Sorry if this question is too basic for the forum. I am trying to determine the number of recurrently mutated genes expected by chance given an equal likelihood of mutation for all genes. There are about 20,000 genes and I have ~400 mutations spread across ~100 individuals. I want to determine the probability of the same gene being mutated in multiple individuals. I have tried the following simulation. I'm surprised that I'm always getting the same number of recurrences. Am I making some mistake?

  var = 400
  individuals = 100
  genes = 2e4
  mutated_genes <- sample(rep(c(1,0), c(var,genes*individuals-var)))
  sample_mat <- matrix(mutated_genes, ncol = individuals, nrow = genes)
  trials <- 1e4
  recurrences <- vector(mode = "list", length = trials)
  for (i in seq_len(trials)){
      # print(i)
      new_rows <- sample(nrow(sample_mat))
      new_cols <- sample(ncol(sample_mat))
      new_mat <- sample_mat[new_rows, new_cols]
      recurrences[[i]] <- rowSums(new_mat)
  n_recurrences <- sapply(recurrences, function(x) sum(x > 1))
  • $\begingroup$ Please say more about what you mean by "I have ~400 mutations spread across ~100 individuals." Is that 400 mutations total, for about 4 mutations on average per individual? Or is it that each individual has 400 mutations? In the latter case, is that each individual having exactly 400, or with some variability among individuals? I'm having some trouble trying to parse your code. It might help if you could annotate each line of the code with what you intend that line to accomplish. $\endgroup$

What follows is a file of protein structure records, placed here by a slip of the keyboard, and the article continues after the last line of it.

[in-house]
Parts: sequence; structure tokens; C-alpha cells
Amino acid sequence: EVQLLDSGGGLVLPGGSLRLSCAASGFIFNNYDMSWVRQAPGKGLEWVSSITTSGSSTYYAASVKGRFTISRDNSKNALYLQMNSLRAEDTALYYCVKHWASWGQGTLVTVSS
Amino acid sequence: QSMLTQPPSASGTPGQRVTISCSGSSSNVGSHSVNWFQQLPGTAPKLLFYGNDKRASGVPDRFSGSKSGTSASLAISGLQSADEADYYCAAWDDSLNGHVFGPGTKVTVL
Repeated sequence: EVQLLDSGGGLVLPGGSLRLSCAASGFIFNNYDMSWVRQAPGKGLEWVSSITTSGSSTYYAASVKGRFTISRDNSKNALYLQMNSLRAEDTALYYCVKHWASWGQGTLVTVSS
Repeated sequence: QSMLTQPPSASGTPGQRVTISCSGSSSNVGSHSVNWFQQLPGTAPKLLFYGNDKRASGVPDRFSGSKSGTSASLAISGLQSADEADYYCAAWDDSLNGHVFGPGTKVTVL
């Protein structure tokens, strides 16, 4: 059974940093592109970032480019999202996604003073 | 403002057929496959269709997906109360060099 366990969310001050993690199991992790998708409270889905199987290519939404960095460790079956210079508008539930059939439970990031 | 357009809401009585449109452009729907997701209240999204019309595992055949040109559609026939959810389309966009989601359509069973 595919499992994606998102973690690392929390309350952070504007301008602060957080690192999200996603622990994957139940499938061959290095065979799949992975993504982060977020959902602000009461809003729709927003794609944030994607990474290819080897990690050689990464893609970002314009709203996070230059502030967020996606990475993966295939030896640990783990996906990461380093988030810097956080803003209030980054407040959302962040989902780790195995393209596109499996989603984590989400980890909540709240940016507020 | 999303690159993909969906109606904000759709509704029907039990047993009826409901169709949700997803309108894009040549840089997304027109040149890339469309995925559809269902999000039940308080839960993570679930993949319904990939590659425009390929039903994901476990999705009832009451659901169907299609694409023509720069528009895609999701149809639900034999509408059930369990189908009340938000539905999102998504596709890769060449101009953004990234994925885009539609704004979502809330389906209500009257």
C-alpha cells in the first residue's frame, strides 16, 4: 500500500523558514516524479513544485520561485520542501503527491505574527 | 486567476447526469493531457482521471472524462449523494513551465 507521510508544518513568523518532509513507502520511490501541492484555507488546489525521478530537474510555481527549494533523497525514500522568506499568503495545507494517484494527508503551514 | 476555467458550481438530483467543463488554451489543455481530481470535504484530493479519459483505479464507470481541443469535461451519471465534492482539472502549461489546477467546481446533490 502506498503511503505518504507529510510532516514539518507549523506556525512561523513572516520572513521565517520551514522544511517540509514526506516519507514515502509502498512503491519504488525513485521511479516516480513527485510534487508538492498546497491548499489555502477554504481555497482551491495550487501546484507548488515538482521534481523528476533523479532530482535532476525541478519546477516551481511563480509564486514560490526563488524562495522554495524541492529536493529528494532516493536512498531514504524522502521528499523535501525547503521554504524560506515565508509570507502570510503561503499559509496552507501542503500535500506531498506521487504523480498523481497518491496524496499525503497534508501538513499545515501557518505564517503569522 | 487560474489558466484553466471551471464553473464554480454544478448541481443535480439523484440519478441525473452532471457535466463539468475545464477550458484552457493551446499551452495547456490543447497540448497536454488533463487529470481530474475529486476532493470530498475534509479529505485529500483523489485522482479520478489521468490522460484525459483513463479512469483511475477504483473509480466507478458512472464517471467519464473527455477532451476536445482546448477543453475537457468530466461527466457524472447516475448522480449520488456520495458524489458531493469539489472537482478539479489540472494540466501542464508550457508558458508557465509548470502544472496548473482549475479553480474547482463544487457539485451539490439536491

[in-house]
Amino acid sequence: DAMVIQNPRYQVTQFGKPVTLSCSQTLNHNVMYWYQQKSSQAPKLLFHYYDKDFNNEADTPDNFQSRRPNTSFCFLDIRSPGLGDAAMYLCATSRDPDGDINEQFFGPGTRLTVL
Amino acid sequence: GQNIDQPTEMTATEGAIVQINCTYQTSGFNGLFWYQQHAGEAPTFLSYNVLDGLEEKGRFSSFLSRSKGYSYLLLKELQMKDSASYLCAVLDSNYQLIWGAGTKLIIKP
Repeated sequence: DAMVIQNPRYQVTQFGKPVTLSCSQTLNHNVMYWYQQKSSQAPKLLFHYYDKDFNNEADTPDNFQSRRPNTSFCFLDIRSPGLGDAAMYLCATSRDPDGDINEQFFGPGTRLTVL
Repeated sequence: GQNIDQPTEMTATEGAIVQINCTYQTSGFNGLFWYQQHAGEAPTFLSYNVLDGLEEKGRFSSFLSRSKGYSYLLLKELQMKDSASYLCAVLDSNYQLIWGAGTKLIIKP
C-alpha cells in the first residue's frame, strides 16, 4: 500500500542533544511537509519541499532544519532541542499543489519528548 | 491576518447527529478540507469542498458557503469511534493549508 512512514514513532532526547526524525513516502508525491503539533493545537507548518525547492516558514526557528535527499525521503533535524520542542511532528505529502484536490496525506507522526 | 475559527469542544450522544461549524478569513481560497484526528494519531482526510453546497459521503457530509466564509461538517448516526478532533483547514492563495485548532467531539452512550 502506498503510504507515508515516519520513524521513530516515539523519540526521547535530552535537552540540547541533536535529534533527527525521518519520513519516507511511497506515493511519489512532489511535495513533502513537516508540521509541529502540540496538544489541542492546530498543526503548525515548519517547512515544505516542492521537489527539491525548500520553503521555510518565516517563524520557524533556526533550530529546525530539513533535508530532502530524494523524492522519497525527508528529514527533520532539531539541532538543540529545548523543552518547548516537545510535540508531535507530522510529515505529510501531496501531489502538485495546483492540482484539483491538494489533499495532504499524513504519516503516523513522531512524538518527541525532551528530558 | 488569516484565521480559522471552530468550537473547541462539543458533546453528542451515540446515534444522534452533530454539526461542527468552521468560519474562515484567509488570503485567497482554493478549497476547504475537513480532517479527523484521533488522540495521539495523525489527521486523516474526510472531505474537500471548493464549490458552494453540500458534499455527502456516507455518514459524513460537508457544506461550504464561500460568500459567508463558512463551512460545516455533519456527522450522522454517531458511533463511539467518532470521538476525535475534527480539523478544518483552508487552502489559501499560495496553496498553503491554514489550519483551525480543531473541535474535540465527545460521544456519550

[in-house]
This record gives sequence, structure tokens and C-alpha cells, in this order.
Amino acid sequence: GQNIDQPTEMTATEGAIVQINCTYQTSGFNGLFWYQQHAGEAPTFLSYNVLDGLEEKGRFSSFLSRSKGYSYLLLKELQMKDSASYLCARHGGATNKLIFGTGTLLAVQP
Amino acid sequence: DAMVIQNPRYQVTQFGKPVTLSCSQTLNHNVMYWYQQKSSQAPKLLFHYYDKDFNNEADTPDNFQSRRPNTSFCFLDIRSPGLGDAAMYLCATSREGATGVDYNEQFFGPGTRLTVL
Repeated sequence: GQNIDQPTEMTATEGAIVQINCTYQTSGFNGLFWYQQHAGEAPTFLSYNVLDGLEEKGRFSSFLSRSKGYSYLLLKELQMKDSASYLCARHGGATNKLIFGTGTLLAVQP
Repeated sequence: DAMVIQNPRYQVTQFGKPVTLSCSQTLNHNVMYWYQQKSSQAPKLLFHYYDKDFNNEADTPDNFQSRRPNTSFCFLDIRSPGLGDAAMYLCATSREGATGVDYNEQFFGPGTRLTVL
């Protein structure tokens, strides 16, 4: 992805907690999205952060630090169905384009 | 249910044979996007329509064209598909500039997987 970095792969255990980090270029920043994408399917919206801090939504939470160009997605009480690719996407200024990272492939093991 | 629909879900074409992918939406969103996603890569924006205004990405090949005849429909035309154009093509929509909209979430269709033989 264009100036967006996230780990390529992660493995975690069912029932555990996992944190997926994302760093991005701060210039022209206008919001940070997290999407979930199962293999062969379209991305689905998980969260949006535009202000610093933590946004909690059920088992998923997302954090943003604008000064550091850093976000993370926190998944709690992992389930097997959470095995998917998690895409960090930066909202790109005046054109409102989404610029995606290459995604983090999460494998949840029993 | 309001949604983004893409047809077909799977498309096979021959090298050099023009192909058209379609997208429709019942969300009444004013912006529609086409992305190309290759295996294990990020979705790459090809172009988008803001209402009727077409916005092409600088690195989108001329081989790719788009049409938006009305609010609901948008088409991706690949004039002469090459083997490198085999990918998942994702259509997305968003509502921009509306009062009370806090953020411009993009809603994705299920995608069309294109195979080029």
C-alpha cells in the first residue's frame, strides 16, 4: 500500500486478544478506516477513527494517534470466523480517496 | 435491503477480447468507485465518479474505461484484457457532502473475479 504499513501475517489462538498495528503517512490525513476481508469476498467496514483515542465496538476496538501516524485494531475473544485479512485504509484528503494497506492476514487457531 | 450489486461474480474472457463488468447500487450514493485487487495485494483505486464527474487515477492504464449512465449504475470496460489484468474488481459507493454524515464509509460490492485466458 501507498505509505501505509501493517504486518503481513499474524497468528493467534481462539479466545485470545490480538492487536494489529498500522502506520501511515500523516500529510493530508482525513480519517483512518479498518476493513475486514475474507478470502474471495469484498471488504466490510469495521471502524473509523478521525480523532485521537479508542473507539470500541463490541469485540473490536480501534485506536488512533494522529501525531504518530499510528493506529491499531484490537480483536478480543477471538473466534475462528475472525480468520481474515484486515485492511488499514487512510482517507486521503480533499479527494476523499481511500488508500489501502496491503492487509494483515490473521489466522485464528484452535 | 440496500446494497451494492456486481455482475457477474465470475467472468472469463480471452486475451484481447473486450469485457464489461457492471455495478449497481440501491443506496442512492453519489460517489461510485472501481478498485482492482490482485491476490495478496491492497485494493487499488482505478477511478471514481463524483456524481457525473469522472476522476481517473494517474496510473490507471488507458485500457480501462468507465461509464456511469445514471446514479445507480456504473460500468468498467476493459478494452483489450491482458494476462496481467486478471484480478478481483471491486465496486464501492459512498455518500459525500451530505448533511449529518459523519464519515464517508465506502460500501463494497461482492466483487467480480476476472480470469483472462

– EdM
    Feb 21 '21 at 22:58

If what you have is $100$ individuals each having $400$ mutations in one of $20,000$ genes, with all genes having the same probability of mutation, then for a quick analysis you don't need a simulation.

Overall, there are $400 \times100=40,000$ mutations. With $20,000$ genes, that comes out to 2 mutations per gene on the average over all $400$ individuals. If that's the number you were always coming up with, your simulations were making sense. There are lots of fun things you can play with in terms of the distributions of mutations among individuals and among genes in your set of $400$ samples, but the basic point is that in this scenario you should be surprised if you don't find many genes mutated in more than 1 sample.

In practice, as I'm sure you know, things aren't that simple. For the benefit of others reading this, here are some of the issues:

If you're starting with tumor samples, you are more likely to find cancer driver genes mutated because the tissues from which you are sampling have already been selected for being cancerous. For example the TP53 gene, the "guardian of the genome," is very frequently mutated in tumors.

Even beyond genes specifically driving tumor development, different genes have different probabilities of being mutated. That depends on gene size, gene transcriptional activity, and the timing of gene replication during the cell cycle. Lawrence et al. analyzed those situations in detail, working out a way to correct for those influences to determine whether particular genes are mutated at a higher rate than chance in a set of tumor samples.


Your Answer

By clicking “Post Your Answer”, you agree to our terms of service, privacy policy and cookie policy

Not the answer you're looking for? Browse other questions tagged or ask your own question.